Excellence is what I found that night at Bosq: a funky eatery with mad-scientist-slash chef Barclay Dodge at the helm, who turns out exquisite dishes that inject intense global flavours into these remote mountain peaks. “This is a special corn that I got from a farmer in a small town in Mexico,” he tells the table. “It doesn’t exist anywhere in the United States, and because there was a frost coming, we had to harvest it.

So this is the first and last time we will ever eat this dish here.” Needless to say, I chewed it very slowly.

As delightful as Aspen is, the call of Colorado had me hitting the road early the next morning to reach Telluride. Both Telluride and Aspen attract big names and big money, but the truth is that the two towns couldn’t be more different.

Telluride resembles an old mining village inside a deep gorge, with houses lined up symmetrically as though on a Monopoly board, all surrounded by impossibly tall mountains. The people (and personalities) that call Telluride home are as tall as these mountains. Enter ‘Telluride Tom’, who is the unofficial mayor of this snow-capped canyon hamlet.

Telluride Tom has a mess of white hair and a voice that is both velvet and Gatling gun at the same time. Like an old frontier cowboy, he doesn’t walk but rather slides through town, usually with a drink in hand or on the way to get one.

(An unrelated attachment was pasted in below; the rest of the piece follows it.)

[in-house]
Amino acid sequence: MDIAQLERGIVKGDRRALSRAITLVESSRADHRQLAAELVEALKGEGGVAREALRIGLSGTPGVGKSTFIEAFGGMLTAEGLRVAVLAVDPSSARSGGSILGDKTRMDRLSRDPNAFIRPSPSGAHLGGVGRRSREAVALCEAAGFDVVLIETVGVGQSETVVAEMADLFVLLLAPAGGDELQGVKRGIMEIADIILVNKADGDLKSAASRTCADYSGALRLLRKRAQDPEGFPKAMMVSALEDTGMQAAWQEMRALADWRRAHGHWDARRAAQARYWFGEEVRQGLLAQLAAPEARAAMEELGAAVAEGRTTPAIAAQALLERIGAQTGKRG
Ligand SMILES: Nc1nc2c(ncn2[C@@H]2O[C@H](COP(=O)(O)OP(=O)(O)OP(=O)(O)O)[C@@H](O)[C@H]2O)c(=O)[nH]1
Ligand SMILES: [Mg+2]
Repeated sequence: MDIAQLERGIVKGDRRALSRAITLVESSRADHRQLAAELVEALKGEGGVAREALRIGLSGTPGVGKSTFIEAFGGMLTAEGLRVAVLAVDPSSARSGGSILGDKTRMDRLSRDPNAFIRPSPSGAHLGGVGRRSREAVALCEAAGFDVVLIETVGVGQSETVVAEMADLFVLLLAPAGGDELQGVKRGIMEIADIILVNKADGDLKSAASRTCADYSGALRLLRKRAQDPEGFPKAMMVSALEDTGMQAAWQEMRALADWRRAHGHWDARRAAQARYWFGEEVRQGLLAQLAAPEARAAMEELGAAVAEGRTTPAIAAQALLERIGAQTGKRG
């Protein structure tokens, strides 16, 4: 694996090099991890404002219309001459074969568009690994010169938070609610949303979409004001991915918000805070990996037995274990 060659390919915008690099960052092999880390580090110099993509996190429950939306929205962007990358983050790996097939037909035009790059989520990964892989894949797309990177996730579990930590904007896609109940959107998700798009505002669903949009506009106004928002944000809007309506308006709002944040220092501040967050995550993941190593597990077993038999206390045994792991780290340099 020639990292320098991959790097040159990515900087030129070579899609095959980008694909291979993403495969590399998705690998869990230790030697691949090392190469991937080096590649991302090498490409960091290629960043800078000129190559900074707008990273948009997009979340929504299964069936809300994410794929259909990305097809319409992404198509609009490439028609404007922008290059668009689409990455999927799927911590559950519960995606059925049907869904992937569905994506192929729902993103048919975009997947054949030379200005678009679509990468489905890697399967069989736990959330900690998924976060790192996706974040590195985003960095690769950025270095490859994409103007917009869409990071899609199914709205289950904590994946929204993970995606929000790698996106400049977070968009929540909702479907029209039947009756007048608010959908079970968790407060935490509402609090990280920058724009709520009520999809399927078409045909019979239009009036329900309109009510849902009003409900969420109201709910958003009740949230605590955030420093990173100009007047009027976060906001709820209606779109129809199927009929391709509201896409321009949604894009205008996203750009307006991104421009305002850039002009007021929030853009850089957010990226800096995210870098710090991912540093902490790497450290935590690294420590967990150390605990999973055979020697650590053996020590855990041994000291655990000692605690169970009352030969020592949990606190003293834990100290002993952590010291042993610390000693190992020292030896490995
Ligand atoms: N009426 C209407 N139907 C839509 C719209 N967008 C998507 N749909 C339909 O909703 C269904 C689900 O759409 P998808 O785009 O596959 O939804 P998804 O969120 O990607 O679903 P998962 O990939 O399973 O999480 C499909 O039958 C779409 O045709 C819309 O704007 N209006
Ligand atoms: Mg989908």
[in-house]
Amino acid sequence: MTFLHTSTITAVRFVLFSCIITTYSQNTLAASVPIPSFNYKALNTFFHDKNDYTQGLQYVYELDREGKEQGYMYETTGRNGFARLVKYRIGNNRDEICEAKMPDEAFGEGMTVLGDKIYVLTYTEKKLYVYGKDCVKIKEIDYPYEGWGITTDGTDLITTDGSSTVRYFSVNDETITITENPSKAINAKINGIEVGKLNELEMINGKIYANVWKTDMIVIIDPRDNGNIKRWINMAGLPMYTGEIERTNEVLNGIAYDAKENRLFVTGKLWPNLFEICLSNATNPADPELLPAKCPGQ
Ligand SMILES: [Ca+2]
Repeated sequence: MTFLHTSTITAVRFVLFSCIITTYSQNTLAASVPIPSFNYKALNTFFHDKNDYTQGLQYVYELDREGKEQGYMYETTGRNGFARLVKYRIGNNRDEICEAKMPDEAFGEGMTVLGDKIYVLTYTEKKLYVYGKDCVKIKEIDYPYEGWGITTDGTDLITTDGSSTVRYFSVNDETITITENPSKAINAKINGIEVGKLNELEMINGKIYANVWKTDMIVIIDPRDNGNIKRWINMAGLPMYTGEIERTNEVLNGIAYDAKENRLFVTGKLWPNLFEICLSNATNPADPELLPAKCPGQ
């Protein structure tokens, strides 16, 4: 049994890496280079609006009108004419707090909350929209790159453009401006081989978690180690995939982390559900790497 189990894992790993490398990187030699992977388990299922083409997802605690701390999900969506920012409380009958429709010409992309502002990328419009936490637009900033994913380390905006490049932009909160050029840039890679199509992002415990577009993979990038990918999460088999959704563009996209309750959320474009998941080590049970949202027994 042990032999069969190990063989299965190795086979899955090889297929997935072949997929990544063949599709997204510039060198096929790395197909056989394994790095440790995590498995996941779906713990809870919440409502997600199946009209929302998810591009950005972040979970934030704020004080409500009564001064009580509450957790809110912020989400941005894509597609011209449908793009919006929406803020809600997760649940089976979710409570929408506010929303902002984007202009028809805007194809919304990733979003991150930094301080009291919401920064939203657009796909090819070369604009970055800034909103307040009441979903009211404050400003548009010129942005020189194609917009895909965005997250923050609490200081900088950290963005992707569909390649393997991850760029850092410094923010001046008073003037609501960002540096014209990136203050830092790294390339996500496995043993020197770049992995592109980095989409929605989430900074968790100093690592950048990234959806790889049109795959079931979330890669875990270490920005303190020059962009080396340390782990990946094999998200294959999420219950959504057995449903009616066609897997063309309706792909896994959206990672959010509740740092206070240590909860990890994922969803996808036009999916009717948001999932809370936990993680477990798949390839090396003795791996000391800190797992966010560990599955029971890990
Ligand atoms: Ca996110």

Tom would be my spirit guide while I’m in Telluride and on our first meeting he hands me a Chair Warmer, which is basically a shot of locally-made peppermint schnapps. “This will make the day settle in better,” he tells me.

Now that I’m inoculated against the cool mountain air, together we meet with Pete Wagner who crafts legendary custom skis in a handsome shop in Mountain Village. Mountain Village is the other town here, and the special hack that gives Telluride its unique character. It’s in this town – rather than Telluride – that you’ll find all the burger joints, chain restaurants, familiar resorts, and family fun that isn’t permitted in the picture-perfect postcard town in the valley below.